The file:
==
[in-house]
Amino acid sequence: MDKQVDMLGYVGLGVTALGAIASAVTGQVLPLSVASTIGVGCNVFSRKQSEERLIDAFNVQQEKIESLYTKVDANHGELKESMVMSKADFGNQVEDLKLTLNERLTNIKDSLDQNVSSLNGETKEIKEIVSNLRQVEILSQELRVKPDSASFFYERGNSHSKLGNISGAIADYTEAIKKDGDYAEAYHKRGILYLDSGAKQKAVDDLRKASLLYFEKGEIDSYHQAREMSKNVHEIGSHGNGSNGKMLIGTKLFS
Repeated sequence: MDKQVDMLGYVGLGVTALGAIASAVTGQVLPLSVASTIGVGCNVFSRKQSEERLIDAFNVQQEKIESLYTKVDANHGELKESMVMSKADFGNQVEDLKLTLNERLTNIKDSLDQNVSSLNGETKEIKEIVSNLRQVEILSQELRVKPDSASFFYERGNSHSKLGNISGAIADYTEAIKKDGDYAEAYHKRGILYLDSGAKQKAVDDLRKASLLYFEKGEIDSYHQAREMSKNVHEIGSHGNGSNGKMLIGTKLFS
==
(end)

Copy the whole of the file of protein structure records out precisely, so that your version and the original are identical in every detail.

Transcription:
[in-house]
Amino acid sequence: MDKQVDMLGYVGLGVTALGAIASAVTGQVLPLSVASTIGVGCNVFSRKQSEERLIDAFNVQQEKIESLYTKVDANHGELKESMVMSKADFGNQVEDLKLTLNERLTNIKDSLDQNVSSLNGETKEIKEIVSNLRQVEILSQELRVKPDSASFFYERGNSHSKLGNISGAIADYTEAIKKDGDYAEAYHKRGILYLDSGAKQKAVDDLRKASLLYFEKGEIDSYHQAREMSKNVHEIGSHGNGSNGKMLIGTKLFS
Repeated sequence: MDKQVDMLGYVGLGVTALGAIASAVTGQVLPLSVASTIGVGCNVFSRKQSEERLIDAFNVQQEKIESLYTKVDANHGELKESMVMSKADFGNQVEDLKLTLNERLTNIKDSLDQNVSSLNGETKEIKEIVSNLRQVEILSQELRVKPDSASFFYERGNSHSKLGNISGAIADYTEAIKKDGDYAEAYHKRGILYLDSGAKQKAVDDLRKASLLYFEKGEIDSYHQAREMSKNVHEIGSHGNGSNGKMLIGTKLFS